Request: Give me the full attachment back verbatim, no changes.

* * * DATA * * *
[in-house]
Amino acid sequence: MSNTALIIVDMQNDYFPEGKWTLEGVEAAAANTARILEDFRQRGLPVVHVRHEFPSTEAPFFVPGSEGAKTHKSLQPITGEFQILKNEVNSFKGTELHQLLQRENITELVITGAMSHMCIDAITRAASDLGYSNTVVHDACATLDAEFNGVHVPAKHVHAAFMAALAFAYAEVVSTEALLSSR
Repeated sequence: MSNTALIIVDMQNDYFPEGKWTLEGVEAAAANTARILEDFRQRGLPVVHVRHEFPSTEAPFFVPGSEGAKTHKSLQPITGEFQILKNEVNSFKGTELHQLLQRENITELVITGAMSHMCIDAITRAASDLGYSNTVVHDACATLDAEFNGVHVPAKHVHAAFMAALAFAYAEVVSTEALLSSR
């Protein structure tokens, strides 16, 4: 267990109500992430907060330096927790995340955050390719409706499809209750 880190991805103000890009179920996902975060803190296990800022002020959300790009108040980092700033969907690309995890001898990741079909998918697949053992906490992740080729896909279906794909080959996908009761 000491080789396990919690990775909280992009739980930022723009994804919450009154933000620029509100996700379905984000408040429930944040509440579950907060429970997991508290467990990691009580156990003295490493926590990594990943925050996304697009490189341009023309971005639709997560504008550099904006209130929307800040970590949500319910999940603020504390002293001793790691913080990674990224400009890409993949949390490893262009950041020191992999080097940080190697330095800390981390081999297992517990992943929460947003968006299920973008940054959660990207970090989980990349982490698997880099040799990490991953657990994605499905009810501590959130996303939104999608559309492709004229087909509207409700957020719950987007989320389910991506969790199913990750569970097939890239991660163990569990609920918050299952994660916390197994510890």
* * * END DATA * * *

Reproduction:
[in-house]
Amino acid sequence: MSNTALIIVDMQNDYFPEGKWTLEGVEAAAANTARILEDFRQRGLPVVHVRHEFPSTEAPFFVPGSEGAKTHKSLQPITGEFQILKNEVNSFKGTELHQLLQRENITELVITGAMSHMCIDAITRAASDLGYSNTVVHDACATLDAEFNGVHVPAKHVHAAFMAALAFAYAEVVSTEALLSSR
Repeated sequence: MSNTALIIVDMQNDYFPEGKWTLEGVEAAAANTARILEDFRQRGLPVVHVRHEFPSTEAPFFVPGSEGAKTHKSLQPITGEFQILKNEVNSFKGTELHQLLQRENITELVITGAMSHMCIDAITRAASDLGYSNTVVHDACATLDAEFNGVHVPAKHVHAAFMAALAFAYAEVVSTEALLSSR
């Protein structure tokens, strides 16, 4: 267990109500992430907060330096927790995340955050390719409706499809209750 880190991805103000890009179920996902975060803190296990800022002020959300790009108040980092700033969907690309995890001898990741079909998918697949053992906490992740080729896909279906794909080959996908009761 000491080789396990919690990775909280992009739980930022723009994804919450009154933000620029509100996700379905984000408040429930944040509440579950907060429970997991508290467990990691009580156990003295490493926590990594990943925050996304697009490189341009023309971005639709997560504008550099904006209130929307800040970590949500319910999940603020504390002293001793790691913080990674990224400009890409993949949390490893262009950041020191992999080097940080190697330095800390981390081999297992517990992943929460947003968006299920973008940054959660990207970090989980990349982490698997880099040799990490991953657990994605499905009810501590959130996303939104999608559309492709004229087909509207409700957020719950987007989320389910991506969790199913990750569970097939890239991660163990569990609920918050299952994660916390197994510890």